Certainly, the combined business of taking deposits and making loans – banking – does need heightened regulatory structures. But a start-up investor business, such as ANZ’s 1835i, or a specialist mortgage market information group like Lendi, doesn’t. As an extreme example, under the current structure, if ANZ bought a soft drinks company it would be regulated as part of the financial institution and treated as prudentially integral to financial stability.
A non-operating holding company recognises the difference in kind, not just degree, between businesses with import for financial stability and those without.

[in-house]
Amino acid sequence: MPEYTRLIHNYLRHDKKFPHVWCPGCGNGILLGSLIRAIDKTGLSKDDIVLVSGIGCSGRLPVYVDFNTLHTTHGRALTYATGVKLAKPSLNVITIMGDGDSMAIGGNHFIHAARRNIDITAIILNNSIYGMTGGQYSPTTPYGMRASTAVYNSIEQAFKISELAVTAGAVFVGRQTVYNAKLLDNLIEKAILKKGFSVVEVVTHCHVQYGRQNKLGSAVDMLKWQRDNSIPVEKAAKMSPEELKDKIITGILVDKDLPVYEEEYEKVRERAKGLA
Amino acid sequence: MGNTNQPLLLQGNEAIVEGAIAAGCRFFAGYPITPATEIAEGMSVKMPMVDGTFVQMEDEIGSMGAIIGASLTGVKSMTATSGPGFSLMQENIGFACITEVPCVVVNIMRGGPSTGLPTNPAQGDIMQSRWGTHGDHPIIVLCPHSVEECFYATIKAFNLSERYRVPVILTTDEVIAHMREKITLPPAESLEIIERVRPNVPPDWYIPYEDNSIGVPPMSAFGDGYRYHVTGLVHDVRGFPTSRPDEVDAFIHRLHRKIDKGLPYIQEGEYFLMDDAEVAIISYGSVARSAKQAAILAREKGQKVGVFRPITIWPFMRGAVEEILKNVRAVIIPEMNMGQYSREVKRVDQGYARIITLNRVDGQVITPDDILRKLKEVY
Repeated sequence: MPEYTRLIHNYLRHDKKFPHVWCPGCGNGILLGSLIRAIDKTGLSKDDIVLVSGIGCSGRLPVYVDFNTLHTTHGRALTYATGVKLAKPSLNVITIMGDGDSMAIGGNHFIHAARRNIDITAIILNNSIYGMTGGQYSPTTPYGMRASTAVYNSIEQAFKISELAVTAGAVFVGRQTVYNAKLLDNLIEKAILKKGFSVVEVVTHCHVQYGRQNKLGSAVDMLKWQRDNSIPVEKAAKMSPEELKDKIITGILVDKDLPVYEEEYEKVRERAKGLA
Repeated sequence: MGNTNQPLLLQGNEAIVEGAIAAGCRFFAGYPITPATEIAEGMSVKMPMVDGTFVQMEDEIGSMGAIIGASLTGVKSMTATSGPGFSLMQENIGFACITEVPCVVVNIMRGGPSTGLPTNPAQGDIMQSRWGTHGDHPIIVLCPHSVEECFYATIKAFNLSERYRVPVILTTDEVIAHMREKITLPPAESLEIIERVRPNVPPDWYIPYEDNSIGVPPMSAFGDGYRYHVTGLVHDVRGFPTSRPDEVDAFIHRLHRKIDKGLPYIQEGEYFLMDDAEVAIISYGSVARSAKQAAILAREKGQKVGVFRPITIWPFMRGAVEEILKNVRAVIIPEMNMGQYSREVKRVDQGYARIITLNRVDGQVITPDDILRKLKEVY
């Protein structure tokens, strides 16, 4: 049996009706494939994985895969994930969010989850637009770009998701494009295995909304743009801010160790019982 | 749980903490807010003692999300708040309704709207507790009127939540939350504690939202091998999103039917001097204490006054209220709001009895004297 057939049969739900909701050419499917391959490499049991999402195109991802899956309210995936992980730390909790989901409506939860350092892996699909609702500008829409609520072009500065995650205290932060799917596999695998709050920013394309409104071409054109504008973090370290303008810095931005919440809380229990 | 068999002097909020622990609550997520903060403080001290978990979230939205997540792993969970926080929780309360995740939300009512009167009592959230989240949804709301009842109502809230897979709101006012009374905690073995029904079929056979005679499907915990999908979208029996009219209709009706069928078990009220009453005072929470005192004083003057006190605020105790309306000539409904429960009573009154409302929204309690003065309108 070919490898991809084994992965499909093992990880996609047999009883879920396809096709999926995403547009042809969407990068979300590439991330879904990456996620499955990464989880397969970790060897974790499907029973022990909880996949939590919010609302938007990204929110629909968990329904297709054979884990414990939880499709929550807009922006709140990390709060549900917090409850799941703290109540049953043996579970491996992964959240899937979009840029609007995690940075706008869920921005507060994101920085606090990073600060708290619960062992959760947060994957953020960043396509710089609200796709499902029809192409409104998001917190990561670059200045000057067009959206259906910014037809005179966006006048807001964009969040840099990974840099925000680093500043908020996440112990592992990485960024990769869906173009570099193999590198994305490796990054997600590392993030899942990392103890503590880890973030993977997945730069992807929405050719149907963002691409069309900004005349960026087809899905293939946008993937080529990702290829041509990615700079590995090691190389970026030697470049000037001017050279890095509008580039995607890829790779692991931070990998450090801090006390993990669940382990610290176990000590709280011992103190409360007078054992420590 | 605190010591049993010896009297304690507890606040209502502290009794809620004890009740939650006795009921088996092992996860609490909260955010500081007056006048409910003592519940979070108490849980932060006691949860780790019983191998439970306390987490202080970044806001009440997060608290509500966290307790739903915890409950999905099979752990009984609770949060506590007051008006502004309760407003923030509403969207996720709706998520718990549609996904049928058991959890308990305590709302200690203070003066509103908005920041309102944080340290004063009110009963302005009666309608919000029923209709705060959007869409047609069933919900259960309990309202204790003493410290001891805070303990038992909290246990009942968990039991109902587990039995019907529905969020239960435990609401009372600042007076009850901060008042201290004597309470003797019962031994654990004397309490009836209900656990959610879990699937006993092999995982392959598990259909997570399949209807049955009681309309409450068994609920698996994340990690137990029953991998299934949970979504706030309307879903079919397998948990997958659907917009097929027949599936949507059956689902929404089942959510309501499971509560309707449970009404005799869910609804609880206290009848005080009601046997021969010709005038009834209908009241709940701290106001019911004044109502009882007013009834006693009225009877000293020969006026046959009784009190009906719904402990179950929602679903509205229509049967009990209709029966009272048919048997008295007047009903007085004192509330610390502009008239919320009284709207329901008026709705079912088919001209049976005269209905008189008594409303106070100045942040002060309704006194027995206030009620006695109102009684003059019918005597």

Our intention at ANZ, if the proposal is approved by the government, regulators and investors, is to build this distinction into a structure which separates our core banking from the many partnerships, start-up investments, potential non-banking acquisitions and other elements of our growing financial ecosystem. ANZ would still be an Australian company listed on the ASX and the existing board would govern the new structure.
In essence, this is a logical continuation of the five-year long simplification project we have undertaken. It will allow us to be more flexible, more responsive and more precise with capital allocation. It will make growth, both organic and non-organic, more straightforward from a regulatory perspective and enables risk to be insulated.